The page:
Opening Doors

The Gilbert Scott Building at the University o...

The Gilbert Scott Building at the University of Glasgow. Taken by myself with a Canon 5D and 100mm f/2.8 lens. It is a four segment HDR tone mapped and stitched image. (Photo credit: Wikipedia)

Depression is a medical condition, best diagnosed by medical professionals.  I am not a medical professional, although I do have knowledge of the effects of depression.

My interest therefore was captured by BBC News coverage of Scottish research on depression, led by Prof Christopher Williams, from the University of Glasgow.

The Professor makes a pointed observation about a significant obstacle to self-development.  He notes that:

‘Depression saps people’s motivation and makes it hard to believe change is possible’.

http://www.bbc.co.uk/news/health-21083458

From my – non-medical – experience without the belief that change is possible an individual’s situation tends to stay the same.  The doors through which the future is accessed, remain firmly closed.

Actually that type of inability to contemplate change is a larger issue.  The inability can come from a variety of sources, including:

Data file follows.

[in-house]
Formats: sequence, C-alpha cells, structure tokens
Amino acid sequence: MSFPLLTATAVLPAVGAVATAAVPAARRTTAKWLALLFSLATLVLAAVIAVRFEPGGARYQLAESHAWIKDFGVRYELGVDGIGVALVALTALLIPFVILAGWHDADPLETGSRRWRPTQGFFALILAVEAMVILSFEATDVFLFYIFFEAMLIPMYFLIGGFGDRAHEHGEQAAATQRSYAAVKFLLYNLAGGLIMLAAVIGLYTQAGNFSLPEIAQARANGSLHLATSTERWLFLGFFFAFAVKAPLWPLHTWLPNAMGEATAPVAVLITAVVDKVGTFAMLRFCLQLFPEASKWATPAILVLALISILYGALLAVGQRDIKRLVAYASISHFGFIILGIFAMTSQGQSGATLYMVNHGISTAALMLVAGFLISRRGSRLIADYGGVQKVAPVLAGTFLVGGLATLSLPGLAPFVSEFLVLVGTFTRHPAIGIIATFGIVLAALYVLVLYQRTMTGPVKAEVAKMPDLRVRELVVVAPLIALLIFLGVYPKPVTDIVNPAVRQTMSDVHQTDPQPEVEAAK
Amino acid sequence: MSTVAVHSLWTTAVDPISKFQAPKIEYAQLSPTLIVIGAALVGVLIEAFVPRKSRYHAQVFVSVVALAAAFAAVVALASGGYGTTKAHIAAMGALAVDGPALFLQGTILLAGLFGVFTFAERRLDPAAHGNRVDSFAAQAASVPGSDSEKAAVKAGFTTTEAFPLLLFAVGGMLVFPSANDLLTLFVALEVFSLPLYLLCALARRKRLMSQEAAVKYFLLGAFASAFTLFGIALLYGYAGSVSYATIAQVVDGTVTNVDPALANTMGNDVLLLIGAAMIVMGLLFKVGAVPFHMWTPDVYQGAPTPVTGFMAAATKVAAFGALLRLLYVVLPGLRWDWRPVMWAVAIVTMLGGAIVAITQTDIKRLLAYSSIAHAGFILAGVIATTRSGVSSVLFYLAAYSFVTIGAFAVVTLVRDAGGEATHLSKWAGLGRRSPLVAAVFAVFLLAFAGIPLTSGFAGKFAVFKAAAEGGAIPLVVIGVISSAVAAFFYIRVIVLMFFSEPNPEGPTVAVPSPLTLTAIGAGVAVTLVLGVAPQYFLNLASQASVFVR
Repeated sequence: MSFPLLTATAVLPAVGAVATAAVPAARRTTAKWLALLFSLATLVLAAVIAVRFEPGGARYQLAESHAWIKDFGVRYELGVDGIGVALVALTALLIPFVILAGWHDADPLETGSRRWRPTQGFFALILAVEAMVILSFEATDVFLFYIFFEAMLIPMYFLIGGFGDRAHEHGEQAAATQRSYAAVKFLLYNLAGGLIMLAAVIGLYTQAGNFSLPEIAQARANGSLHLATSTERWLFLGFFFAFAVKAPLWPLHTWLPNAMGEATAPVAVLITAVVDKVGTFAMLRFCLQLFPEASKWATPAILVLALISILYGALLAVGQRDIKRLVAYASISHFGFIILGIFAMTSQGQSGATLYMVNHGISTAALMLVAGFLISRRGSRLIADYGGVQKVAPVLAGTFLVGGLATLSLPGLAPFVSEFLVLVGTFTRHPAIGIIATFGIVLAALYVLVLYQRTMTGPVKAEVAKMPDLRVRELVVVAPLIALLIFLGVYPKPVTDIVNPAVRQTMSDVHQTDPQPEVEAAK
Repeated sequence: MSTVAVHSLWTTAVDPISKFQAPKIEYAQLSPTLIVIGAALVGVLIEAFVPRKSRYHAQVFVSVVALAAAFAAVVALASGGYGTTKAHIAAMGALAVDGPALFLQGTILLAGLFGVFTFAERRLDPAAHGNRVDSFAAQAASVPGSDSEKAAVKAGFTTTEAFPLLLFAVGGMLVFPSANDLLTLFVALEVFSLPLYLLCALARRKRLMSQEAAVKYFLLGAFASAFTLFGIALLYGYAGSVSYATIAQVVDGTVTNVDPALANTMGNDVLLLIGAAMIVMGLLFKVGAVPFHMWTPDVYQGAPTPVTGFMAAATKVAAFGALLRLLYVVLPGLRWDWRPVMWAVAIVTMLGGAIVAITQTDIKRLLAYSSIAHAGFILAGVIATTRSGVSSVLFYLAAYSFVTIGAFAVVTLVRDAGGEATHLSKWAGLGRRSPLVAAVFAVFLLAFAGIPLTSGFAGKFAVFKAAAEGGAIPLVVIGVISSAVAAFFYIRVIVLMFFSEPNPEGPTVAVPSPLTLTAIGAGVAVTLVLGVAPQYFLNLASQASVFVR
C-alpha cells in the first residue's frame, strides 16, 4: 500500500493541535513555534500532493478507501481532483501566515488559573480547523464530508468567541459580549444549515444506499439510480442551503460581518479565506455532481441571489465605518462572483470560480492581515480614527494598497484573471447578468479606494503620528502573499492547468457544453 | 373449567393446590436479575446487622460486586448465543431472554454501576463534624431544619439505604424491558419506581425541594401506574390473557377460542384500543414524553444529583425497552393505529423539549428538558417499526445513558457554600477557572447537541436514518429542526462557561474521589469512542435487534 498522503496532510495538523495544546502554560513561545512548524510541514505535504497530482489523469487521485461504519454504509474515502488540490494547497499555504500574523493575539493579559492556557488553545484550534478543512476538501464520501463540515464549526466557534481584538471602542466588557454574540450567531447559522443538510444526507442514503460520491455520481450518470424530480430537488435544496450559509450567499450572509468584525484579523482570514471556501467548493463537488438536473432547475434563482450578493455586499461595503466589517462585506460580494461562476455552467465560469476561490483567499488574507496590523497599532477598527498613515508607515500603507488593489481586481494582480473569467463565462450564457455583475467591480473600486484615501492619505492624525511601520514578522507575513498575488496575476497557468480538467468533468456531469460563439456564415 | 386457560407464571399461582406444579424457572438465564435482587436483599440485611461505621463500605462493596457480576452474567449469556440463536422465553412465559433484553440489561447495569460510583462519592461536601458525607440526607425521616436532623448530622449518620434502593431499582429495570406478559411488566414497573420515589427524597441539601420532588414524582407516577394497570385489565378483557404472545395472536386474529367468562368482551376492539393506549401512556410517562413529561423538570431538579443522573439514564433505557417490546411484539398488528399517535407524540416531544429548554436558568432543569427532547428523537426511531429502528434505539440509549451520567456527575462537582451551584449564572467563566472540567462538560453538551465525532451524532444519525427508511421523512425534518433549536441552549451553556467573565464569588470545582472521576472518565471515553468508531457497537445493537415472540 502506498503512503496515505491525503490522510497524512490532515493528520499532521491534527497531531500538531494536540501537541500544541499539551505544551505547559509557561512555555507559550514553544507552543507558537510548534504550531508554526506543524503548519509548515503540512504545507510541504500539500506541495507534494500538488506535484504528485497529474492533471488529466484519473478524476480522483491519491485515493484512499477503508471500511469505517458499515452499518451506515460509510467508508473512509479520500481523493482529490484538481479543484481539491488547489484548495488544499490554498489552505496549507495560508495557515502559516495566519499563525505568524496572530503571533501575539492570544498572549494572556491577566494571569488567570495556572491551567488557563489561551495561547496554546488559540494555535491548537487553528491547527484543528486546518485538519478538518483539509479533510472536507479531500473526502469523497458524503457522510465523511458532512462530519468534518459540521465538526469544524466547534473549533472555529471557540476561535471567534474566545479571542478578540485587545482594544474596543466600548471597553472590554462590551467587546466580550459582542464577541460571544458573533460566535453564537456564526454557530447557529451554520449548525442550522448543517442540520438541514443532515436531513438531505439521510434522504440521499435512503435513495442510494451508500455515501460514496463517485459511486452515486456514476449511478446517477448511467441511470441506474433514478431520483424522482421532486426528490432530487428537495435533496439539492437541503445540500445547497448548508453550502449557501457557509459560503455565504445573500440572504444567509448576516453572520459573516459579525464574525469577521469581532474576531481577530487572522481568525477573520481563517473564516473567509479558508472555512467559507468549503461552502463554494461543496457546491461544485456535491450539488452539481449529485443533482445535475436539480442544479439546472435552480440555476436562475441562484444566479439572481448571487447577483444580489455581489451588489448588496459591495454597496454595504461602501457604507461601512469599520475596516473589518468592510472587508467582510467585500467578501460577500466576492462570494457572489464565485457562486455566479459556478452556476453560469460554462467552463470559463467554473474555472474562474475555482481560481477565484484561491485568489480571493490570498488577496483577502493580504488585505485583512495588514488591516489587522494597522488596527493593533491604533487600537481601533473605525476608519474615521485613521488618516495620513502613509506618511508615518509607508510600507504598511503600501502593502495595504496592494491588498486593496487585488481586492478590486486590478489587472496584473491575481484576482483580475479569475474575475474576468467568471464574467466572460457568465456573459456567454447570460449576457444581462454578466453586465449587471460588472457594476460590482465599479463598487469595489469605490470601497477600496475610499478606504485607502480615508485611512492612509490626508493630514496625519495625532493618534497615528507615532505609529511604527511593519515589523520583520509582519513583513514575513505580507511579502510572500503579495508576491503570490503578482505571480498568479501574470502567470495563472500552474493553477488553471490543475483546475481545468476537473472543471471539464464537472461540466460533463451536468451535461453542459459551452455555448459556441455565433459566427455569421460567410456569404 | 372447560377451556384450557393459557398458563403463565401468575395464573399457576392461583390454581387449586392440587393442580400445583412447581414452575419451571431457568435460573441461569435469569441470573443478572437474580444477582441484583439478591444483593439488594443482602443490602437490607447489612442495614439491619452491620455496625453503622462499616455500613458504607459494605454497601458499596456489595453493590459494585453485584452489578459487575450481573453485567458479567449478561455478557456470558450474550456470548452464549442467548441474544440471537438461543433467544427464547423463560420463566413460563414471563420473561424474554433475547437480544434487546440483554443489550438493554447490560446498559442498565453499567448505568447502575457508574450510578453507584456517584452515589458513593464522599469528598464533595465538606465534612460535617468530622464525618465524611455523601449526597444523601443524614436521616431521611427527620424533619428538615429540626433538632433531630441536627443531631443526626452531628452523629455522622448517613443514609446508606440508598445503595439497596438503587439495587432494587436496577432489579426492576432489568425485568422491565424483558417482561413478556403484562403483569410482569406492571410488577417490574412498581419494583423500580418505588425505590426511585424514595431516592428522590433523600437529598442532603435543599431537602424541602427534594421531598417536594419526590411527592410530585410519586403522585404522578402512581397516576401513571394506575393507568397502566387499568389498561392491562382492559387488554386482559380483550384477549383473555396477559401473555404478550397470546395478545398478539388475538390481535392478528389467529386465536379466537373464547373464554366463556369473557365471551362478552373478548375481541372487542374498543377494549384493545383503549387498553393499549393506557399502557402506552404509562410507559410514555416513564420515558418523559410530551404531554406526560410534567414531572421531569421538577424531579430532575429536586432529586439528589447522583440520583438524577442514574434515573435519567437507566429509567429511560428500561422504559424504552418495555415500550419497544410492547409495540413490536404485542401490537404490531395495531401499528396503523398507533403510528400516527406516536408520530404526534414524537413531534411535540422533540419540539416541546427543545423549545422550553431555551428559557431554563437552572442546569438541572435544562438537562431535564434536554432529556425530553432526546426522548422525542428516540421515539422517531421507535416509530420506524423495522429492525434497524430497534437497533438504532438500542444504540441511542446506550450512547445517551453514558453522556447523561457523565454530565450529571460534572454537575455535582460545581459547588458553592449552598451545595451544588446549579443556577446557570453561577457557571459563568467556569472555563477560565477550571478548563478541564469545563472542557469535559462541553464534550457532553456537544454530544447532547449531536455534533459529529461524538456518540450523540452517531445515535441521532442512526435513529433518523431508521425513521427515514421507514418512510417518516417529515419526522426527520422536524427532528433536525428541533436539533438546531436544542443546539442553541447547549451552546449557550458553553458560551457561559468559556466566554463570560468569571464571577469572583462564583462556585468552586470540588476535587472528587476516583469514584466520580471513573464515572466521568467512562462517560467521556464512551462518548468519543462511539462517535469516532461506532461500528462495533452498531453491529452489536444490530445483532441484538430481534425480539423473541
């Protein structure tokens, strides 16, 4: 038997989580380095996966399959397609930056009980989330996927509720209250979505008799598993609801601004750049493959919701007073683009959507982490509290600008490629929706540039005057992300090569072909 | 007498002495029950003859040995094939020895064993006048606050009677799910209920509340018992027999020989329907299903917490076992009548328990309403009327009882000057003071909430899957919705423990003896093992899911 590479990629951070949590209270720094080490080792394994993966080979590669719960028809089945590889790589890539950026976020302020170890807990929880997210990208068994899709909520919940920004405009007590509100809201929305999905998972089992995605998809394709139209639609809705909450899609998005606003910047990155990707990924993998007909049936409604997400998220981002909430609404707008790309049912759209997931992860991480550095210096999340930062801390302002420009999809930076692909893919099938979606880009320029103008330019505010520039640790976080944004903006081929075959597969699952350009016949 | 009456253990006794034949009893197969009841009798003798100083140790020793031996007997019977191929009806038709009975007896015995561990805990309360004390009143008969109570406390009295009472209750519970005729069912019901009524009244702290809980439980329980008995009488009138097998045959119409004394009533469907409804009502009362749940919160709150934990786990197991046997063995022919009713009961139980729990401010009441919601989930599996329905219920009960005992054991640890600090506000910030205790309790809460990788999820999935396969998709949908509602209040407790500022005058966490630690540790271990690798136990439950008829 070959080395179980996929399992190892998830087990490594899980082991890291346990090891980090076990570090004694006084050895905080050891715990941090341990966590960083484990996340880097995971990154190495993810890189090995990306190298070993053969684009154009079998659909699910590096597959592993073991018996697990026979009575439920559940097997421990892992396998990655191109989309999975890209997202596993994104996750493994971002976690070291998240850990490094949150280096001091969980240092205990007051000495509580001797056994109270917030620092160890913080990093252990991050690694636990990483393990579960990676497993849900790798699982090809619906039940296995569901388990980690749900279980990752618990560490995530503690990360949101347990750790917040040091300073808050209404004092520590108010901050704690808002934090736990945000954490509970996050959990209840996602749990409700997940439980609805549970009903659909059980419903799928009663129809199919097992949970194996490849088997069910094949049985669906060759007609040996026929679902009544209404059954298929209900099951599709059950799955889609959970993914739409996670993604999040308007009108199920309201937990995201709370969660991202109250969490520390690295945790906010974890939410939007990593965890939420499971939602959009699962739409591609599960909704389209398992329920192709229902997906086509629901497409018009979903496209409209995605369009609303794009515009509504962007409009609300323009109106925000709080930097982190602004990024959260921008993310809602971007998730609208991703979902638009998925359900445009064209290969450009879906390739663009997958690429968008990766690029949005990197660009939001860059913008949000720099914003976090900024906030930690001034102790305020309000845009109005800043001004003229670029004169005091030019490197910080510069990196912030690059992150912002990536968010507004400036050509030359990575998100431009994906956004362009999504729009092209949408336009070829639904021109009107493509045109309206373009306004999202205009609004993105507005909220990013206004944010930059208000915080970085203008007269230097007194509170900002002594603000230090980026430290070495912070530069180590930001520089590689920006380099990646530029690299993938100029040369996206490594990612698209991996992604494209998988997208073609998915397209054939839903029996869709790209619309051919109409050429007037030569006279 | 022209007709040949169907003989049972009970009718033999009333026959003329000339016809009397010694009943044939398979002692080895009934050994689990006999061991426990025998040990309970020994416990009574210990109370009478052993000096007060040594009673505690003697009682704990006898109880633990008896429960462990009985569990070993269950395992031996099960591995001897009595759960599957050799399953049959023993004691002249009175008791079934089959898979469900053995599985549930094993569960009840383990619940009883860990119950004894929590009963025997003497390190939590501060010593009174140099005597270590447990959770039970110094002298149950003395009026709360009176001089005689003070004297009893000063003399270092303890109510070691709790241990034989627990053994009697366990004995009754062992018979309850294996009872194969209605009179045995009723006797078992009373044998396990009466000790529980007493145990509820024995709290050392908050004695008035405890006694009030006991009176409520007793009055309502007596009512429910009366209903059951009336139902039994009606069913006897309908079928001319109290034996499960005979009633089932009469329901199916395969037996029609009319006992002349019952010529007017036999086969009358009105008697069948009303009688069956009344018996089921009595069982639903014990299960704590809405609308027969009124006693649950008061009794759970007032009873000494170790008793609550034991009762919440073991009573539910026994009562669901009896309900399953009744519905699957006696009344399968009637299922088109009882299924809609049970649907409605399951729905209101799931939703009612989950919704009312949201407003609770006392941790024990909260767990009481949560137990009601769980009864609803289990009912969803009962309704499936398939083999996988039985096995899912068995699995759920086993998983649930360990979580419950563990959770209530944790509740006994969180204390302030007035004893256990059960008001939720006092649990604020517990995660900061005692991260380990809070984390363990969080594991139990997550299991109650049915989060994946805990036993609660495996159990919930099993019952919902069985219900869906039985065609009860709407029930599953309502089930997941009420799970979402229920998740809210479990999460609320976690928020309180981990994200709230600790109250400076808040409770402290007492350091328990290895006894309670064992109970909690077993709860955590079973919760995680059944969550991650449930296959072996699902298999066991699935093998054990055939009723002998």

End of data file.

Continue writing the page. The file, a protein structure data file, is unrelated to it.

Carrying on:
–       Upbringing and the expectations it leaves behind

–       Inadequate support system, to make self-development possible

–       Inherent characteristic (age, disability, ethnicity, faith identity, gender, sexual orientation) that mean some doors seem to have their ‘Sorry, We’re Closed’ sign showing.

I wonder if policy changes in the United States to open up military combat roles to women mean the last principle is not written in stone ?  Women believe they can do more jobs than those prescribed for them, and seemingly the administration agrees.

Maybe it goes to show, if there is a strong enough case for change and a belief that a closed door should be opened, then change can happen.

 

Details about the US military policy on women in combat are below:

http://www.bbc.co.uk/news/world-us-canada-21172033

 

More details about the Scottish research into depression is available by following this link:

http://www.plosone.org/article/info%3Adoi%2F10.1371%2Fjournal.pone.0052735

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